That’s a slang term often used by blacks in describing white people, in a contemptuous way, much as the terms honkie and cracker do.
But there’s been any number of labels applied to Caucasians than those over the years: a la, the terms Round Eyes used by Asians and Asian-Americans, and a whole host of pejorative terms used by Indian tribes in the past; such as, Paleface, Yellow Eyes, Growlers (meaning causing extreme pain and growling sounds); and with the Mohawks referring to whites as “ota” (cow patties), which to them was what the Tam o’ Shanters worn by the early Scot settlers closely resembled.
However, they hardly compare to the epithets hurled at minorities by some on the losing side to show their contempt for their having voted overwhelmingly for Obama, albeit they were just the old ones dusted off.
Now, incredulous as many white Americans were in realizing from the election results that the political landscape had changed dramatically, what with minorities emerging as a powerful group to be reckoned with in future elections, there are those who’ll never accept the naked truth that whites can no longer claim to have exclusive right to sit in the driver’s seat they’ve sat in since the country’s founding.
And as startling, and even nauseating as it may be for some whites to hear, an US Census Bureau report of 8/14/2008 indicates, that at the present rate with which the minorities share of the population is increasing, whites will be a minority by 2042.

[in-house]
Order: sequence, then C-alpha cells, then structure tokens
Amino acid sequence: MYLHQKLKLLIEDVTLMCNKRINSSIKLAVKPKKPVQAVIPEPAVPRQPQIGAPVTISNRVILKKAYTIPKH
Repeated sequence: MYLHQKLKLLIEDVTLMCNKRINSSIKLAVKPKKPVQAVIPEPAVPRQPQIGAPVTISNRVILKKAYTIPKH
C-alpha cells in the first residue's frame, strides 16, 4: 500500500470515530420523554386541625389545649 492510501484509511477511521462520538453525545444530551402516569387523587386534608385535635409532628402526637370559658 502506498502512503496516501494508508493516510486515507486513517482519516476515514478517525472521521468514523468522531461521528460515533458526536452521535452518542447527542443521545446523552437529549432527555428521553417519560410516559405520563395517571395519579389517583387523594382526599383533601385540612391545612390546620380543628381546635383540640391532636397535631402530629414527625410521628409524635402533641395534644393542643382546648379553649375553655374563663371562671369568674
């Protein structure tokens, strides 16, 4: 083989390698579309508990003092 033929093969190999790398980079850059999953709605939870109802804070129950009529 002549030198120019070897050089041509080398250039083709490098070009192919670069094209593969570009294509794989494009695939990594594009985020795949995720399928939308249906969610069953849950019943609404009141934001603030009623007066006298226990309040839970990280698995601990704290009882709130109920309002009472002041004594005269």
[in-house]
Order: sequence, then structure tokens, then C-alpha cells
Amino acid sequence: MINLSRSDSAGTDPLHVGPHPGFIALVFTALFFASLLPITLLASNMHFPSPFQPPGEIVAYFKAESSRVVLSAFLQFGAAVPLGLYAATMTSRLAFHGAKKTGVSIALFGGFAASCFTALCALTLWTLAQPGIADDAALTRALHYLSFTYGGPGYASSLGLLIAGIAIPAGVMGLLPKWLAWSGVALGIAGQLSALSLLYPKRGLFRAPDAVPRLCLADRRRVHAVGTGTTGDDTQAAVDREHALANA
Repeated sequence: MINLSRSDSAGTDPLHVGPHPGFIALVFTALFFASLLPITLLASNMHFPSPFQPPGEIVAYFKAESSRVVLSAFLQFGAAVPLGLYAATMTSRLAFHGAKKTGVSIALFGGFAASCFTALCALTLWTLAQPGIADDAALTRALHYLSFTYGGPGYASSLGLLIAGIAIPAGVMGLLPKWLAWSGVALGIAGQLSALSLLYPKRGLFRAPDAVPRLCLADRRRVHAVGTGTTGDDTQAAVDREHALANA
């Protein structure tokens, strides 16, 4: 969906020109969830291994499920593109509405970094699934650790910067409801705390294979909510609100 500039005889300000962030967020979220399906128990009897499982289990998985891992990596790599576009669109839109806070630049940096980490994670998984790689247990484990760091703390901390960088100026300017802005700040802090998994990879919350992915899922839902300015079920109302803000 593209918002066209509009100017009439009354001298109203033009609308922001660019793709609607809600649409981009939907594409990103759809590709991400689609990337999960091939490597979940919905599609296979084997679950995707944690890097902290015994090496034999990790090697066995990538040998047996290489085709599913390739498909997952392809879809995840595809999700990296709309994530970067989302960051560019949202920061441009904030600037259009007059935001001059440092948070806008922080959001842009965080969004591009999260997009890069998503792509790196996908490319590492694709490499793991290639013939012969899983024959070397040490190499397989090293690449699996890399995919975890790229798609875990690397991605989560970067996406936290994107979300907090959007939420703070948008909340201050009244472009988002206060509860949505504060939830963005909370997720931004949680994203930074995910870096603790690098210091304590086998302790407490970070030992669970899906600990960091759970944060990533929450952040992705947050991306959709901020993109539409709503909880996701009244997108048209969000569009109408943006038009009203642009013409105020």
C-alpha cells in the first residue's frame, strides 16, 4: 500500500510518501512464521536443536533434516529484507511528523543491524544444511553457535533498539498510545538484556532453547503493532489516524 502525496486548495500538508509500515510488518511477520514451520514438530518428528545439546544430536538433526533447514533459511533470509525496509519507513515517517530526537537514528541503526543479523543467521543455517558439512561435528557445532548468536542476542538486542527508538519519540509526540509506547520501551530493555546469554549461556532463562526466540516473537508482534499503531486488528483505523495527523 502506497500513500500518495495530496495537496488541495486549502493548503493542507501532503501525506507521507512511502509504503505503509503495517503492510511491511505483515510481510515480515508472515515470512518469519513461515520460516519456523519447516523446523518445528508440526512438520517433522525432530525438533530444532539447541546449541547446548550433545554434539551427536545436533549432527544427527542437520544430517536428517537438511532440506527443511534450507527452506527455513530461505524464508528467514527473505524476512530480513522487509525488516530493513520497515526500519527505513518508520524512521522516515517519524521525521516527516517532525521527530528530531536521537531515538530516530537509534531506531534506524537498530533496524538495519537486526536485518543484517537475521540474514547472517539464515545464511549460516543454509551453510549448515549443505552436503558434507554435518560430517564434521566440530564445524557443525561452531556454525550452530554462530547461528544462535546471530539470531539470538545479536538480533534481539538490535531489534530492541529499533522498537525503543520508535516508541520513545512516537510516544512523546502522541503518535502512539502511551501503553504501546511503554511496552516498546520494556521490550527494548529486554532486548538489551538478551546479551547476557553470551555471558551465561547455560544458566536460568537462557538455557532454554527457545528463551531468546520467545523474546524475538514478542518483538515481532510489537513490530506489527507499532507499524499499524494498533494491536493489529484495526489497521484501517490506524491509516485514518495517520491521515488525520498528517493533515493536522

The largest growth will be among Hispanics, expected to number 133 million by then-almost a third of the projected population of 439 million by the mid-century mark.
Now, I won’t be here when that occurs. But to those who will, I’d strongly urge them to learn to speak the basic Spanish words, and so, too, their children. For I can foresee the day coming, when it’ll be someone with a spanish name taking the oath of office as president of the United States, and with the throngs yelling Viva el presidente—!
And to those who’d find such a happening impossible to conceive of, not even in their wildest imagination, I would simply remind them, that the opening words “We the people,” in the preamble to the United States Constitution were never intended by the founding fathers to be interpreted as being synonymous with white people, but rather signifying that we are one people.